Similarly, we discard human and industrial waste into whatever water body is conveniently close. But we also use the same water bodies for drinking water. Water pollution leads to diseases such as diarrhoea, dysentery, lead poisoning, polio and arsenicosis amongst others. The air is also polluted by all the gaseous emissions our activities release. Ranging from smoke from fires to emissions from vehicles and industries, these pollutants cause respiratory disorders such as asthma and bronchitis and can even result in lung cancer.

Environmental scientists have been raising the alarm for some time, but things are very critical now. Our unchecked activities have had adverse effects on the ecosystem and some of that damage is now irreversible. If we do not step up to the plate, we will render the earth uninhabitable very soon.

Essay on Environment Affects Humans Health – Essay 3 (400 words)

As per the definition by WHO, “human health is a state of complete physical, mental and social well-being and not merely the absence of disease and infirmity”. This well-being does not happen in isolation; it is affected by internal as well as external factors. Internal factors include issues inside the human body such as immune deficiencies, hormonal imbalances and genetic or congenital disorders.

External factors generally include three types of health hazards: physical hazards such as ultraviolet and radioactive radiations, noise pollution, carbon monoxide and CFCs; chemical hazards such as industrial effluents, heavy metals, pesticides and fossil fuel combustion; and biological hazards such as parasites, bacteria and viruses.

This clearly means that our health is, to a great extent, dependent upon our environment and the environmental factors that affect human health are mostly created by humans. What we release into our eco-system eventually finds its way back to us.

How Environment Affects Human Health

Since we are completely dependent on the environment to survive, it is safe to say that any changes to the environment will impact human well-being. However, the actual relationship between these two is more complex than we believed and isn’t always easy to assess. The most obvious impacts that we have seen are from deteriorating water quality, air pollution and unsanitary conditions. Radiation poisoning too has deadly consequences for human health.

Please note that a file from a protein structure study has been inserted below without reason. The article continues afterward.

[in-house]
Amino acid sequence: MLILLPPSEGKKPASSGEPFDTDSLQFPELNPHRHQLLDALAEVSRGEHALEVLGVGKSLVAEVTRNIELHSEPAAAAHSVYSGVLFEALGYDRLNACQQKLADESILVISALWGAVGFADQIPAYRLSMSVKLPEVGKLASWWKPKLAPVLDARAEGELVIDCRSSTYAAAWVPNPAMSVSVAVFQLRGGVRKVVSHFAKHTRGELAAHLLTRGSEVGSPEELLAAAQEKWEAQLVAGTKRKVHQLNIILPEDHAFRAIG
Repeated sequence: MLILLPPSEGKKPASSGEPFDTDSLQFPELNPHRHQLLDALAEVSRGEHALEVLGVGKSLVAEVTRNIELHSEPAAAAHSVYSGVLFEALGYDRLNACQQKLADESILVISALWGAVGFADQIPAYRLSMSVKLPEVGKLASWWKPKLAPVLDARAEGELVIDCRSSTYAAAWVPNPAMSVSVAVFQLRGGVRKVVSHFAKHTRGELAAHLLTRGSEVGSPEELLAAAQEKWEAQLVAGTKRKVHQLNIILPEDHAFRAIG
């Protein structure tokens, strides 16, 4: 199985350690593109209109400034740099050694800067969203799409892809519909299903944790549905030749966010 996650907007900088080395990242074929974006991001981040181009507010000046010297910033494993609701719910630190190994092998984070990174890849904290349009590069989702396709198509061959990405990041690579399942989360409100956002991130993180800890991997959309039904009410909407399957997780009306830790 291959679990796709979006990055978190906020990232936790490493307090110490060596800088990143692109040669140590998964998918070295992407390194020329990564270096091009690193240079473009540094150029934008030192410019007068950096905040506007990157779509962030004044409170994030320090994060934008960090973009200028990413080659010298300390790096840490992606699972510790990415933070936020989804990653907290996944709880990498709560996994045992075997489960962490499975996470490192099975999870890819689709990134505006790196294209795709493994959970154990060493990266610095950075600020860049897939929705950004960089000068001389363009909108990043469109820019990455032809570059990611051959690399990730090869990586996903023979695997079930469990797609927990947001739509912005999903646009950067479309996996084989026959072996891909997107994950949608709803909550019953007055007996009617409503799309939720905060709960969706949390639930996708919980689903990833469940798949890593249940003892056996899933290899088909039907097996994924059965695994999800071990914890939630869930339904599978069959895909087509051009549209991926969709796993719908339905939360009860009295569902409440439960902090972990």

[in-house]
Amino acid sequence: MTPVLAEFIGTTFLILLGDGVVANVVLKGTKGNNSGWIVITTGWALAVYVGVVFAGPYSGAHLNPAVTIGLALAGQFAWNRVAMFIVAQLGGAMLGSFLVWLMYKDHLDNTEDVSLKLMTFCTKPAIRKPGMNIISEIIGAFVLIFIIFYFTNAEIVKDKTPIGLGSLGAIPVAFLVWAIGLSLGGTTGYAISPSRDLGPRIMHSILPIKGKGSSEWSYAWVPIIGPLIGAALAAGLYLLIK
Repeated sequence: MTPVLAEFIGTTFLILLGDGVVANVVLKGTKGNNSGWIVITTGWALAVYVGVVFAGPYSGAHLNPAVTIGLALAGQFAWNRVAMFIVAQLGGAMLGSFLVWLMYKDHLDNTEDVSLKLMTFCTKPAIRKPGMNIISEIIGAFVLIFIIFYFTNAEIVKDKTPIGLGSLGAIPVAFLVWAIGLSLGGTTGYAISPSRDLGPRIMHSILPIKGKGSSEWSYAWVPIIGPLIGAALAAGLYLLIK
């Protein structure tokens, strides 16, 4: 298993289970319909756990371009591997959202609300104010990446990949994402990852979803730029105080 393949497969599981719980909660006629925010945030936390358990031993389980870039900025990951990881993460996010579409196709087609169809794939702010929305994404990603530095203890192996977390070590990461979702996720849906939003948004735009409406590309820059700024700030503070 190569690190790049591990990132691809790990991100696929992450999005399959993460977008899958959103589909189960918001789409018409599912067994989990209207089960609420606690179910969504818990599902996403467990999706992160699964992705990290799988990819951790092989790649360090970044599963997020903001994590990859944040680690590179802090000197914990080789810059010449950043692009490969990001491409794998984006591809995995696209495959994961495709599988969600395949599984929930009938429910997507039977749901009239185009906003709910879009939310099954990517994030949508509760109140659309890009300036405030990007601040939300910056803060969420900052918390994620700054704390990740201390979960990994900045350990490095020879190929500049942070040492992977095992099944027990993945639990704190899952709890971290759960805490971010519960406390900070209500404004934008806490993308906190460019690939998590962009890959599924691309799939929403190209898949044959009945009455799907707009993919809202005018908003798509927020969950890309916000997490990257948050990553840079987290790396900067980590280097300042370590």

The response to these issues has been an overall attempt to clean up our ecosystem. While that has worked for some countries, mostly in the developed world, it hasn’t been applied thoroughly in the developing countries of the world. Bilateral and multilateral agreements between countries have managed to address some of the more immediate concerns such as the emission of CFCs into the atmosphere and the damage done to the ozone layer by them.

The corporate world is also trying to lessen its carbon footprint and turning to ‘green’ solutions. However, there are many concerns that have yet to be addressed and are spiralling out of control such as biodiversity; on an average, one species dies out every day. In addition, it is becoming increasingly difficult to maintain a proper supply of food so that the world doesn’t starve.

We are simply too well-woven into our surroundings to be immune to the effects of any changes in those surroundings. The problem is that because the relationship between health and environment is complex, we aren’t motivated to make major changes; we’re waiting for irrefutable evidence. By the time we do get it, it might be too late.

Essay on Healthy Environment Healthy Life – Essay 4 (500 words)

We are aware of the complex strands that bind us to our environment. We have already started noticing the difference in our health and how it is related to what we do to our environment. However, a point to consider is that if a bad environment can cause harm to human health, a good environment can actually nurture it.

Unhealthy Environment Unhealthy Life

A report jointly published by the United Nations Environment Programme, the WHO, the Montreal Protocol on substances that deplete the ozone layer, the Convention on Biological Diversity and the Stockholm, Rotterdam and Basel conventions states that in the year 2012 alone, approximately 12.6 million people lost their lives due to conditions brought on by environmental pollution. UNEP also estimates that environmental degradation is behind 25 percent of all human diseases.